I got a new phone and phone number last week.  The phone’s pretty cool – but I’m not anywhere near prepared for the learning needed to figure out all that this phone does. I’ve had the same cell phone number for nearly 12 years – that made me easy to find.  And I’ve had a Blackberry for more than 5 years and that makes me a Crackberry addict.   Now they’re both gone – replaced with a new number and a Droid Razr.  Droid??  Razr????  I guess I’m just an old dog thrown into a world of new tricks.  Grrrrrrrrr.

So the first thing I did was send the new number to lots of people I know, on the off chance that any of them were going to call me.  Talk about being an optimist.  I hope I’m not going to be terribly disappointed.  And then I changed from a Blackberry to this Droid – the old one I knew and was comfortable with; with this new one, even the name creeps me out.  I told the guy at the phone store I do lots of email on my phone, and he said these new touch pads are just as good as the Blackberry keypad.  Not.  And the guy at the phone store told me how cool it’d be to more easily surf the web – you know, find the closest gas stations and dim sum restaurants.  Huh?  The Blackberry was not very good at surfing the web and I seemed to get along ok with that.  But, hey, maybe he’s right.  Maybe I do need to spend more time looking for things I don’t really need or was able to get along without before.

But there’s got to be something to these new-fangled devices – I say devices because they go way beyond just being a phone (duh, I guess that’s why they call them smartphones).  Remember the first cell phones – those big old bricks with the hard black antenna – some of them even had a regular old hand set tethered to them.  All it could do was make a call, and even then there wasn’t enough cell coverage to make that a particularly good experience.  But these really are smart….or at least the people who designed them are smart.  Maybe we have to be careful about using the word smart – people are smart, pets can be smart, but phones – I’m not sure smart is the right adjective.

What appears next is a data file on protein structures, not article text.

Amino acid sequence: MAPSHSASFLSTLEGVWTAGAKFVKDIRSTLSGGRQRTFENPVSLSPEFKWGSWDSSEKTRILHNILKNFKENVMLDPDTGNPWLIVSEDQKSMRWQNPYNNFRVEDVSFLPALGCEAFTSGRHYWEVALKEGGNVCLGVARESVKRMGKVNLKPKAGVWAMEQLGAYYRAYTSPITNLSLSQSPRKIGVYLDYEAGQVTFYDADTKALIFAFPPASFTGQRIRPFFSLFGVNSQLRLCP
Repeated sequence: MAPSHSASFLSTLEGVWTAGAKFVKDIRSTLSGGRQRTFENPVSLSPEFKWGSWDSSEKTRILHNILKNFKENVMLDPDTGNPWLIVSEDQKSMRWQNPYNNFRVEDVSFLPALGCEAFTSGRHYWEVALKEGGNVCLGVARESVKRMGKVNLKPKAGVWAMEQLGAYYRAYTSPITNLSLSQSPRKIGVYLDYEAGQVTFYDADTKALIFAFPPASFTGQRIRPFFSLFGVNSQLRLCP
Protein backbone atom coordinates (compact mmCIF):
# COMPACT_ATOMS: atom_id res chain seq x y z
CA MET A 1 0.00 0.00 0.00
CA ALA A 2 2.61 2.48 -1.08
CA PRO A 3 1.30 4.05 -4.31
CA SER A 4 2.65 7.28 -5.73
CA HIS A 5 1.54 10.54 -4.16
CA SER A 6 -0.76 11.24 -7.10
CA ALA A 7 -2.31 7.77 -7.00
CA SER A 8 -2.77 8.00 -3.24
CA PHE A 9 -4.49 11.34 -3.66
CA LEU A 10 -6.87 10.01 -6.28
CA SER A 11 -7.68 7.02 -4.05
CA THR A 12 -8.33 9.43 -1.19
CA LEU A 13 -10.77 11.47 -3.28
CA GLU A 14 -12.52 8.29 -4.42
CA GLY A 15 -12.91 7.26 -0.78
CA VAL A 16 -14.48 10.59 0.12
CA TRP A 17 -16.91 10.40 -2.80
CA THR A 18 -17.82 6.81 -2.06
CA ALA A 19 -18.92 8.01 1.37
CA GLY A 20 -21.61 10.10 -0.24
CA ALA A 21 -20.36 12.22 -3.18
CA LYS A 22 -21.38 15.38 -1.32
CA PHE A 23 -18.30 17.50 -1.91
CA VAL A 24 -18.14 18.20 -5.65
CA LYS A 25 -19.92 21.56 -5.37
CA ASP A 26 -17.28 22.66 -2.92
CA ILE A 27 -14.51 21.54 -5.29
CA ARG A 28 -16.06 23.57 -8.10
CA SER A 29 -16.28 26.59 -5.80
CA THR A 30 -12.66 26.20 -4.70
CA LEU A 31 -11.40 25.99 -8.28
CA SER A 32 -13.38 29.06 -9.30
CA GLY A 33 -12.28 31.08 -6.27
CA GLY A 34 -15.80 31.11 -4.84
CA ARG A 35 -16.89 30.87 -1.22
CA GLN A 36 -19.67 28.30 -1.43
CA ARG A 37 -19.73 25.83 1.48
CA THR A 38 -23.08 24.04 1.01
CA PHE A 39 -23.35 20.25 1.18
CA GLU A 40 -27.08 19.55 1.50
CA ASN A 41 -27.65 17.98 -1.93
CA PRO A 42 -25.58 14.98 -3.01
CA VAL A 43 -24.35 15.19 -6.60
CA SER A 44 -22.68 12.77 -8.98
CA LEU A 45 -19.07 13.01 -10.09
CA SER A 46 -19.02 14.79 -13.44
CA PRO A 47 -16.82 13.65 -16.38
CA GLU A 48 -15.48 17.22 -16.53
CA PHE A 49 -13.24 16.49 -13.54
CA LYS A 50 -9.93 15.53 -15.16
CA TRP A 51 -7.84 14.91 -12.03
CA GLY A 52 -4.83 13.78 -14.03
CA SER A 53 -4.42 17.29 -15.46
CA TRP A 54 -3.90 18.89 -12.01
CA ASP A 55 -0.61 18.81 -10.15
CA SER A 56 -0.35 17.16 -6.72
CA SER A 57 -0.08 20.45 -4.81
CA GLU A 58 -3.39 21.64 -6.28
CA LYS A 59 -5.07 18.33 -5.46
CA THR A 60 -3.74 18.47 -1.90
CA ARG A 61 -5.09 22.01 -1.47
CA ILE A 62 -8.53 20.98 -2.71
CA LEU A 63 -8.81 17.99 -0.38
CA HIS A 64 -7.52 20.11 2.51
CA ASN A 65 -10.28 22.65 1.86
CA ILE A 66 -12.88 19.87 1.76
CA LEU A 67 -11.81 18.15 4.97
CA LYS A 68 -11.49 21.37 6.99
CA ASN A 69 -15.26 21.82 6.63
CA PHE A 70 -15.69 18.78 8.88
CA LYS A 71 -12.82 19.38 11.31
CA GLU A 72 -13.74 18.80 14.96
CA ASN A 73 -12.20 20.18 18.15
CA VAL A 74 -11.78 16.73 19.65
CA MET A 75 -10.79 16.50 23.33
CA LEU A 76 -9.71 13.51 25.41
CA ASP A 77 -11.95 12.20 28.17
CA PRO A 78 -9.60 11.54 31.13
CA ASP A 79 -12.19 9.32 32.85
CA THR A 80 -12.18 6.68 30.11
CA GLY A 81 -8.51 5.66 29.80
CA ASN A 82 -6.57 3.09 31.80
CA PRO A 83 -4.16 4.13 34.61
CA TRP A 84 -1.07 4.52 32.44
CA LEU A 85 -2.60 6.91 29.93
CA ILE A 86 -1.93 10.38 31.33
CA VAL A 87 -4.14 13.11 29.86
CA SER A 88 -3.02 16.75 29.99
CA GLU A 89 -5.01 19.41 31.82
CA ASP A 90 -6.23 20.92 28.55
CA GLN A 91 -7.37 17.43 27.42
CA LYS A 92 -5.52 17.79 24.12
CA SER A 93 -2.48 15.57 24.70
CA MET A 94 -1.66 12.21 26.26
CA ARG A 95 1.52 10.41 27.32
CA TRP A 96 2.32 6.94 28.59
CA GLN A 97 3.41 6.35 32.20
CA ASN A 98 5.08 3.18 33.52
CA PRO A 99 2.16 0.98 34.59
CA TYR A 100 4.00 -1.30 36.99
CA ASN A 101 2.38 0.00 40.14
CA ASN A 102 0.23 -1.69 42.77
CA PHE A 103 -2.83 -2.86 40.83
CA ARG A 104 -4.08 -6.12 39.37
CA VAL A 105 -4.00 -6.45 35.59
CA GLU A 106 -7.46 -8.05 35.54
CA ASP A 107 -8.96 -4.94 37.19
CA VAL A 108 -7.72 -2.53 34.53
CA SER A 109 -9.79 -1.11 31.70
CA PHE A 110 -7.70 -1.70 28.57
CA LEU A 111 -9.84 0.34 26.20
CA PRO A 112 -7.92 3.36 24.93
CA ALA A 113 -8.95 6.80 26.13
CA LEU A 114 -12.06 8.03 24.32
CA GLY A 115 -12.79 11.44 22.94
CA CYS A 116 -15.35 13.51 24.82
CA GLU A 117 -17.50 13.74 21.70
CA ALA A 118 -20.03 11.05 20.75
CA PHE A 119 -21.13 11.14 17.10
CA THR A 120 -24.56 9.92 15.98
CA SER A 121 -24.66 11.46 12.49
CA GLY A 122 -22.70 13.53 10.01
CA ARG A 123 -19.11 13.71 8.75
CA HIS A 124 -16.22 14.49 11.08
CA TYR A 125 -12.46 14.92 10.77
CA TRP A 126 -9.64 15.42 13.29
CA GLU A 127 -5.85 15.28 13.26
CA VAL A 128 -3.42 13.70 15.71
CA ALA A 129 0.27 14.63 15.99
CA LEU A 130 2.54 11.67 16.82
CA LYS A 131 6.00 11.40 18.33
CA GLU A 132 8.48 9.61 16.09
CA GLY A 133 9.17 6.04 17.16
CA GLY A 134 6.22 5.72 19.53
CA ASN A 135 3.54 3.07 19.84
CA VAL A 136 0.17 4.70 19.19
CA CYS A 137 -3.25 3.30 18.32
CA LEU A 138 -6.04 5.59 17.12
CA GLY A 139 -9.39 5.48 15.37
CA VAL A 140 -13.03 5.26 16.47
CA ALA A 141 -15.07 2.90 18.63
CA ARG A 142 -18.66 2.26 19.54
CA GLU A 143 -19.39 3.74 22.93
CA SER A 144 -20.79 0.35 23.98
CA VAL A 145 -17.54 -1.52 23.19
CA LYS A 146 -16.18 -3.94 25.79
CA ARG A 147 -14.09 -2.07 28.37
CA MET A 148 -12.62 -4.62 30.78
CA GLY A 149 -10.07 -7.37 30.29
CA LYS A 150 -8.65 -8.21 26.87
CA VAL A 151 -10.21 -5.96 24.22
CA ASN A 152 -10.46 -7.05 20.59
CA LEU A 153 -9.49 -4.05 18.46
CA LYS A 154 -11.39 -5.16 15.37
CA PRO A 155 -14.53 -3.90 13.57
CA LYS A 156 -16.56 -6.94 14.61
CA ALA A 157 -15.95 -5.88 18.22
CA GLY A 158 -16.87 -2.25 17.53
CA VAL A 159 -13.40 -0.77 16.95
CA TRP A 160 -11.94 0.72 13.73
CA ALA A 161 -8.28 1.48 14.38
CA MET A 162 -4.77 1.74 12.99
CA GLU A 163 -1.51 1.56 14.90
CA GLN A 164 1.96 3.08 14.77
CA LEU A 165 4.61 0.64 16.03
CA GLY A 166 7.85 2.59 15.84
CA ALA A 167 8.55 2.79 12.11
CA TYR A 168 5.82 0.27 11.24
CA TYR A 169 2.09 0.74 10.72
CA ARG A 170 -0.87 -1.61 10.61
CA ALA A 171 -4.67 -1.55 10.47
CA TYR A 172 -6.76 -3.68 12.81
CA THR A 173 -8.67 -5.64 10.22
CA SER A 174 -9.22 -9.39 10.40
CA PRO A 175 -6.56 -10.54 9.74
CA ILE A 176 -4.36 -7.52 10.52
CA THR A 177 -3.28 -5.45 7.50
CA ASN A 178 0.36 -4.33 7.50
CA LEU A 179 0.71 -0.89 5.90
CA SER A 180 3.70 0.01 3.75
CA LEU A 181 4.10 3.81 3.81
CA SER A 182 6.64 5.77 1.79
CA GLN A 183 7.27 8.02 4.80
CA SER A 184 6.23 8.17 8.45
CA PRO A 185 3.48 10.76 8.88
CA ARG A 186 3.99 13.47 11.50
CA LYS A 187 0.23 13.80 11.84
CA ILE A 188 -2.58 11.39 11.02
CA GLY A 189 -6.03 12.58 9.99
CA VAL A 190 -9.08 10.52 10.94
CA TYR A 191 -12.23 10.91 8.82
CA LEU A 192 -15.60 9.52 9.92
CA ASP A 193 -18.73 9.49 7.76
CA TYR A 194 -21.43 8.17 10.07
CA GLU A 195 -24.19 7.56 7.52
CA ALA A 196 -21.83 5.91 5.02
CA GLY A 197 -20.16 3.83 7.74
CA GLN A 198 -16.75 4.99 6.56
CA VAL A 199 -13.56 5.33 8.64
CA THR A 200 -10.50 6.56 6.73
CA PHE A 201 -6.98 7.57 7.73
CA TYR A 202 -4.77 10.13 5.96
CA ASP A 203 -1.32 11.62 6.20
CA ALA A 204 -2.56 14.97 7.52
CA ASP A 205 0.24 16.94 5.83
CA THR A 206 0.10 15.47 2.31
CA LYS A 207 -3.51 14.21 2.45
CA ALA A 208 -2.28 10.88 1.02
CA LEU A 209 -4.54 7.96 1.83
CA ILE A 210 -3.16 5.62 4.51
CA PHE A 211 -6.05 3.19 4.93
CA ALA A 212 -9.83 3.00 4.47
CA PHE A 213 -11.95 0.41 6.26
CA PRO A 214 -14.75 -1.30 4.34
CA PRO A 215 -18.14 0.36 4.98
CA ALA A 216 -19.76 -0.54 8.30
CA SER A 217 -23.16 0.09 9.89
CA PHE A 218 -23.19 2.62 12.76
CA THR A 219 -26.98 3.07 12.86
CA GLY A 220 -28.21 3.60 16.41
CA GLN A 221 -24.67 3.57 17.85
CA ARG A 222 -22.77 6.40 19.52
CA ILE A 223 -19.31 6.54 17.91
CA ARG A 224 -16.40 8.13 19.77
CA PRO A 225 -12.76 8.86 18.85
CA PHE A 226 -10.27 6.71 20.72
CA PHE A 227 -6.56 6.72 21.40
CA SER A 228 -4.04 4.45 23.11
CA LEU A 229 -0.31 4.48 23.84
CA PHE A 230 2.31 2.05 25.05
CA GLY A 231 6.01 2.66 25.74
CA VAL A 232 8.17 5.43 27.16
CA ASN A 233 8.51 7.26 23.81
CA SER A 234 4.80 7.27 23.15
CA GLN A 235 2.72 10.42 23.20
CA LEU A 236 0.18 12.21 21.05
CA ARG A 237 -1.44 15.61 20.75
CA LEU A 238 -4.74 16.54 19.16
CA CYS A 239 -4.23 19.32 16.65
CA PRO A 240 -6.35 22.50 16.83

Ok, so what can I do with this that I couldn’t do before?  Text and email while I talk on the phone – that’s the new multi-tasking standard.  See where I’m walking and heading as I try to find what I’m looking for – that’s the new replacement for stopping and asking for directions (a distasteful task for guys, right?).  Photos, tweets, voice commands, Skype on the go, check the weather and subway routes, read a book, watch tv, listen to the news, and millions (literally) of other things in the app store.